2 points
  40. There was an unusual spotting bug discovered with Tiger I some years ago. The tank commander had bad forward spotting ability. It was found that the (invisible) tank commander was sitting sideways in his seat and the vision block wasn't in front of him. That was our first indication that there's more going on 'under the hood' with situational awareness than we imagined there was in the game. I recall spotting targets with the good-old T34-76 where the commander also acts as gunner. Commander up in cupola spots a target, slips down to his gunner seat and loses the target, pops back up and spots the target again, back down to the gunner's seat and loses it again. The 3 foot(?) height difference between commander's and gunner's station was the difference between seeing and not seeing the target.
    2 points
  41. You look at two SU76's at 250 meters and people think that CM is not realistic in spotting. Just turn of the icons and be honest with yourself. I exposed the shadows in post processing. They are actually more visible now. Spotting is at the first instance done with the naked eye. If you look through binoculars without knowing what you're looking for you suffer tunnel vision aka legally blind. Your C2 is important in other words a lone AFV is unlikely to spot anything.
    2 points
  42. @The_Capt Can you please continue the phrase "t72 in the above-mentioned .btt scenario can't spot enemy tank in the open field during daylight at the distance of 2 km that is straight ahead of it because..." Without going into generalisation about "spotting is hard", "thermals", "Soviet doctrine" etc. Just concrete explanation of this particular case. Thank you.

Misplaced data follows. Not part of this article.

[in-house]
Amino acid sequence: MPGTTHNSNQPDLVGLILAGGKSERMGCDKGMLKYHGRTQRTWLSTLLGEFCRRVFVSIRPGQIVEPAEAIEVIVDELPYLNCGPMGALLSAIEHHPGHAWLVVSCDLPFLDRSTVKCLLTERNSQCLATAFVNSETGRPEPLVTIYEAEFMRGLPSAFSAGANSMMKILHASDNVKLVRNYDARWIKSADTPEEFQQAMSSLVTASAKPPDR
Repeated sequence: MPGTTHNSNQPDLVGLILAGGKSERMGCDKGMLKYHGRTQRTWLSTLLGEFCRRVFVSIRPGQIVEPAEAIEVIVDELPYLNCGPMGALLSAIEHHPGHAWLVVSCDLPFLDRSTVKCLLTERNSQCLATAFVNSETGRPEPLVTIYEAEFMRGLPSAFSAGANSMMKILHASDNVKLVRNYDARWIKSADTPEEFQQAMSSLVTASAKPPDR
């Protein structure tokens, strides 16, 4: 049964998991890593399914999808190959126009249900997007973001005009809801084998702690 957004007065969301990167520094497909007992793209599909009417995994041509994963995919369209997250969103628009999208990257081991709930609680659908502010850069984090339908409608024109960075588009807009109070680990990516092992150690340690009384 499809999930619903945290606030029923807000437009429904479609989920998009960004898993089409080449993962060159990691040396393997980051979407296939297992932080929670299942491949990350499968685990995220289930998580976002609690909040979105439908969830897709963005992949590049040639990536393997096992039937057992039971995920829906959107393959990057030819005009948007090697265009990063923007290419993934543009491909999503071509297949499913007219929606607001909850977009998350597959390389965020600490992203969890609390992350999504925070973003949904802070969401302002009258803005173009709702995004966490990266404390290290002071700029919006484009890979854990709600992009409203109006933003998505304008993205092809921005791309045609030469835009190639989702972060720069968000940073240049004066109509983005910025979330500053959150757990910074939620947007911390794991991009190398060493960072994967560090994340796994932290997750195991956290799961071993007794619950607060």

2 points
  43. The inconsistency is mainly a function of the high variance. At 2000 meters tanks can spot each other in 5 seconds or 5 minutes. The average may be realistic but when a player rolls snake eyes on the spotting dice they think something is broken, especially if they are testing on a "firing range" which is not the environment the spotting model assumes. The other issue is that because spotting checks are by far the most CPU intensive task in CM they are every 7 seconds rather than continuous.* This means fast moving units can occasionally move over open ground without being seen for several seconds or even longer if first spotting check is snake eyes. *There are exceptions to this, I think mostly when units are firing.
    2 points
  44. The Forty-Third Minute Objective ROT The scouts return fire and it doesn't take long to supress the AT rifleman. The other half of the squad run over the road to get a better view. They engage and take him out with a burst of MG fire. The range is about 300m. Meanwhile the weapons zug (2 x MG sections) and the rest of 2nd zug push over the bridge. The first Panther arrives to link up with the Tigers. Meanwhile 1st Kompanie push along the road overwatched by the SPWs. KG RECHTS All's quiet on the right. The probing continues and I bring some SPWs up to try and make a bit of noise. I now suspect he has an OP in the farm buildings ahead as it would make sense given he needs someone with LOS to call in the mortar fire on the woods. Given the limited visibility this is the obvious place. It will be getting a burst of fire soon. SITMAP 2nd and 4th zugs from 2 Ko. are pushing over the bridge and advancing towards the objective. They are still well out of range of the town itself. The Tigers are going to move over next turn, I would move the SPWs first but given I suspect he may have ATGs in the area, or even T34s, I will be sending the big boys first. 1st zug/2 Ko. are nearly at KT7, they will be passing straight on through and investigating NAI5 which has the added bonus of providing a bit of flank security. 1st Ko. continue to advance. MMM
    2 points
  45. BornGinger

    Engine 5 Wishlist